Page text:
2021 | Politics

Under proposed congressional map, some of Montgomery County moves to 4th District

Hogan calls legislative commission’s proposed map ‘an abomination’

share this


This story was updated on Nov. 29, 2021, to add an image of the final proposed map.

State legislators tasked with drawing up the new boundaries of congressional districts in Maryland picked a final proposed map late Tuesday that would move the eastern part of Montgomery County to the Black-majority 4th District.

That map, which would reconfigure all of Maryland’s congressional district boundaries, was slammed by Gov. Larry Hogan, a Republican at odds with the Democrat-controlled state legislature over redistricting.

“These gerrymandered maps drawn in secret by the politicians are an absolute abomination,” Hogan posted on Twitter on Wednesday. “It was hard to imagine they could do worse than the worst-in-the-nation designation of the current maps, but they have.”

The Maryland General Assembly will convene on Dec. 6 for a special session to consider new boundaries for congressional and legislative districts. A legislative commission has been working on proposals, as has a separate commission created by Hogan.

The biggest change to Montgomery County in the legislative commission’s final proposal is with a section of the eastern part of county, now represented by U.S. Rep. John Sarbanes in the 3rd District.

That area would move to the 4th District, which is now represented by Democrat Anthony Brown. Instead of seeking re-election, Brown is running for state attorney general.

While District 3 is a majority white district, District 4 is a majority Black district.

Another change to Montgomery County’s representation under the map is in the 8th District, currently represented U.S. Rep. Jamie Raskin.

The 8th District would lose some from Montgomery County and gain more from Carroll County instead. That would make the 8th District “slightly more competitive,” said state Del. Eric Luedtke, a member of the seven-member Legislative Redistricting Advisory Commission assigned to draw up new political maps in the state.

“(Raskin’s district) keeps almost all of Montgomery County inside the Beltway, except for a small portion of Potomac,” Luedtke (D-Burtonsville) said in an interview.

Meanwhile, the 6th District, now represented by U.S. Rep. David Trone, would pick up more of Montgomery County outside the Beltway and more of Frederick County.

The 6th District was made larger in the legislative commission’s proposed map because population growth in Western Maryland was much slower than in other parts of the state.

The redistricting process was touched off by the results of the 2020 U.S. census, which determined that there have been substantial demographic changes in the state over the past decade.

Maryland’s population grew by about 7 percent since 2010 — to  6,177,224 in the 2020 Census — and the state will keep its eight congressional districts. But the boundaries of those districts needed to be adjusted to account for population shifts, growth and increased diversity in the state.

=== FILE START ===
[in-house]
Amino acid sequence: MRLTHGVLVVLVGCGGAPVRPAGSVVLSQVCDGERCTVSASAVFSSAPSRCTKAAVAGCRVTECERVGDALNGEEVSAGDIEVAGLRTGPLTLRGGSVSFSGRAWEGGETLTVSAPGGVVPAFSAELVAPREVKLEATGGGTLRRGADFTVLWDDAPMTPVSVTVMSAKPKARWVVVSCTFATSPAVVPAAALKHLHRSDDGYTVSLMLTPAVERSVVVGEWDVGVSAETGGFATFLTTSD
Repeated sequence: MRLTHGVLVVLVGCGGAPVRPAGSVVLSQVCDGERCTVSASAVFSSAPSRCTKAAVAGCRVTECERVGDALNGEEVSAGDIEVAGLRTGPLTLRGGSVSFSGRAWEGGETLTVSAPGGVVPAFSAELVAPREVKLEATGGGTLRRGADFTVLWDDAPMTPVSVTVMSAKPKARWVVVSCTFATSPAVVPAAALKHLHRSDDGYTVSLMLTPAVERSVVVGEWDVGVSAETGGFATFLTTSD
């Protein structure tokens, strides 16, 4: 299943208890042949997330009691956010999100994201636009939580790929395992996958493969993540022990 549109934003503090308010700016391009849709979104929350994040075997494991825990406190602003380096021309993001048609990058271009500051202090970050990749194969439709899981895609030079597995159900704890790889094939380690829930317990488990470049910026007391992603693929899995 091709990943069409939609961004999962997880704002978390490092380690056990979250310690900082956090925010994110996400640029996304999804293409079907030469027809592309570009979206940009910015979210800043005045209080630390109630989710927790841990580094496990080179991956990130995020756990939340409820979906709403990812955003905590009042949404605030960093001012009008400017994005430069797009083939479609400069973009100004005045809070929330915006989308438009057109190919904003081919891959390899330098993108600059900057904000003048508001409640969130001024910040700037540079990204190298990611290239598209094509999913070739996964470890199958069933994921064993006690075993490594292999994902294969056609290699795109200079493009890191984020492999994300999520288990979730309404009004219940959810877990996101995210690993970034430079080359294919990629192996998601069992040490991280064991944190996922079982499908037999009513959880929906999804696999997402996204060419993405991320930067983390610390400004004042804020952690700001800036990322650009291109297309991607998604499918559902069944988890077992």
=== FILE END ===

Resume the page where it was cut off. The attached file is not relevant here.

The legislative redistricting panel issued four “conceptual maps” earlier this month. On Tuesday evening, it voted 4-2 to approve one that was very similar to one labeled “No. 2.”

The chairman of the panel, Karl Aro, recused himself from the vote. The two dissenting votes came from the Republican members of the panel, Sen. Bryan Simonaire of Anne Arundel County and Del. Jason Buckel of Allegany County.

They said the redrawn lines, based on the map of the state’s current congressional districts, continued to be “gerrymandered.”

While Aro said the redistricting panel sought “continuity” and to keep as many people as possible in their current congressional districts, Simonaire questioned that process, asking, “Why do we start with the most gerrymandered map in the United States?”

This map is a legislative commission’s final recommendation for congressional boundaries in Maryland.

The panel’s map would keep seven of the state’s congressional districts safe for Democrats and make the 1st District — now represented by Republican Rep. Andy Harris and considered a GOP stronghold — more competitive because it would add a portion of Anne Arundel County to that Eastern Shore-based district.

Luedtke, the House Majority leader, said “it’s near certain” the General Assembly will approve the map voted out by the legislature’s redistricting committee in next month’s special session.

The Republican members of the redistricting panel said they favored an effort by a panel appointed by Hogan that drew a map that made two of the state’s eight congressional districts winnable for Republicans.

The state legislature, however, has ignored the panel’s efforts, even though Hogan has threatened to veto any other map. The General Assembly has Democratic majorities in the House and Senate that can override Hogan’s veto.

Meanwhile, Aro said “the next step” for the legislature’s redistricting panel is to draw up new state Senate and state delegate districts. That new map will be considered in the regular session of the General Assembly that begins in January.